the First Week of Lent
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Sutcliffe's Commentary on the Old and New Testaments Sutcliffe's Commentary
- 2 Peter
by Joseph Sutcliffe
THE SECOND EPISTLE OF PETER.
EUSEBIUS, in his ecclesiastical history, book 3. chap. 3, says, “One epistle of Peter, called his first, has by general consent been received as genuine, because the worthy ancients have in former ages quoted it in their writings, as of undoubted and undisputed authority. But with regard to that called his second epistle, we have been told by our predecessors that it was not acknowledged as part of the new testament. Notwithstanding, because to many it seemed useful, it was diligently read, together with the other scriptures.”
The ancients laboured under great defects of general knowledge; they had not the advantages of the press, which opens a flood of intelligence from all the world. Dr. Lardner, in vol. 2. of his credibility of the gospel, has proved that Eusebius was uninformed of the use which the ancients made of this epistle. St. Clement, of Rome, makes three allusions to the second chapter, and one to the third. It is twice referred to in the Pastor by Hermes, is clearly cited by Justin Martyr, and often so by subsequent writers. But as Peter speaks in strong words of the deity of Christ, heretics were not deficient in caveats and scruples. They urge that it was not admitted into the Syrian canon of the new testament.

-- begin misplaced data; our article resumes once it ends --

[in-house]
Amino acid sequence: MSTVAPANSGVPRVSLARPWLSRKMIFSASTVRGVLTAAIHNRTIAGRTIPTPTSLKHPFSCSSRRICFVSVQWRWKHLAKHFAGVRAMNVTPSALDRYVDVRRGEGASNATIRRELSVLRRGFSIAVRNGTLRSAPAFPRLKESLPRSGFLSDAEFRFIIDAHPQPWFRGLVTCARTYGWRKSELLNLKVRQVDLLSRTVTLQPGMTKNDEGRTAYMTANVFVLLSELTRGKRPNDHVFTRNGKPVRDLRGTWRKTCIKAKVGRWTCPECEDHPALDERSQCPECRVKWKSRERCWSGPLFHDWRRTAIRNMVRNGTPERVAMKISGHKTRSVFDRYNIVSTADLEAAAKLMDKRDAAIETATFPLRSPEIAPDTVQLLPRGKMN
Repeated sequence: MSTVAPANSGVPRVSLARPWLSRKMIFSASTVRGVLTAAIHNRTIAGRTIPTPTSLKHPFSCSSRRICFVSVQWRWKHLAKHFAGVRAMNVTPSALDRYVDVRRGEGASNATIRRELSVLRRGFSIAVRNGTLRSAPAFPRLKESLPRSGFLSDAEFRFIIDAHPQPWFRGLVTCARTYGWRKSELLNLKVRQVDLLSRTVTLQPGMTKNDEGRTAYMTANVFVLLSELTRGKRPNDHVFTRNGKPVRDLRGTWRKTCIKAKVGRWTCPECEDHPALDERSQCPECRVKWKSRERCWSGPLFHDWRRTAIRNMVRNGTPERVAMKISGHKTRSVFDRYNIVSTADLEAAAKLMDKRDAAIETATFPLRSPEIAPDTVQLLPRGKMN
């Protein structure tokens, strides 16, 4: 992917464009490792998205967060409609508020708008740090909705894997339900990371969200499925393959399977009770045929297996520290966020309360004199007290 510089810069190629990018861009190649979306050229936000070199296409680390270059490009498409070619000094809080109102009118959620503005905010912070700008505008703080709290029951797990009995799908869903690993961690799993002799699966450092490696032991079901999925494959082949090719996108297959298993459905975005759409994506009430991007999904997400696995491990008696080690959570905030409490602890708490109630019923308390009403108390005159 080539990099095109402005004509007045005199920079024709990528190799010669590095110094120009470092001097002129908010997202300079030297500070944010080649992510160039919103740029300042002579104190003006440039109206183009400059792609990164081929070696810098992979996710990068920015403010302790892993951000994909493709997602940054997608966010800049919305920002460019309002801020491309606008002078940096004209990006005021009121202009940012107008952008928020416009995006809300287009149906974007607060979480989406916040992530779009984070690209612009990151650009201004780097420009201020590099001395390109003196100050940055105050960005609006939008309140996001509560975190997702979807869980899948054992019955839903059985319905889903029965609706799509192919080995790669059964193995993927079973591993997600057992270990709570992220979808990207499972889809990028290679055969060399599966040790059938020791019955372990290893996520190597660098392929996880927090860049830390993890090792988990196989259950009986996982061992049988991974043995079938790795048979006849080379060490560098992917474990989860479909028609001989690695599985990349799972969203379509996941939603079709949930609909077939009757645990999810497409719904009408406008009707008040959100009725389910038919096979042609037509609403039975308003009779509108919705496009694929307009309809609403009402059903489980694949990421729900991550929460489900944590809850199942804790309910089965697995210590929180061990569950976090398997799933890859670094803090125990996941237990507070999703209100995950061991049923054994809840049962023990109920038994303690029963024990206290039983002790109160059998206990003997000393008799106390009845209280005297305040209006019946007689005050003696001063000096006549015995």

The epistle contains its own defence. The name, Simon Peter, an apostle of Jesus Christ. He also mentions his great age, and the approximation of his martyrdom; the glory he saw, and the voice he heard at the transfiguration. In all, we find the same apostle, the same style, diversified only by years and circumstances, and the same paternal spirit breathing through the whole. He speaks with the dignity of an apostle, and calls Paul his beloved brother. What more can hypercriticism require?
The aim and design of the two epistles coincide. He writes generally to all christians, illustrating the strong foundation of their faith and hope. He enforces divine precepts by the weight of ancient example, and alarms the conscience of sinners by the approaching judgment of a vindictive God.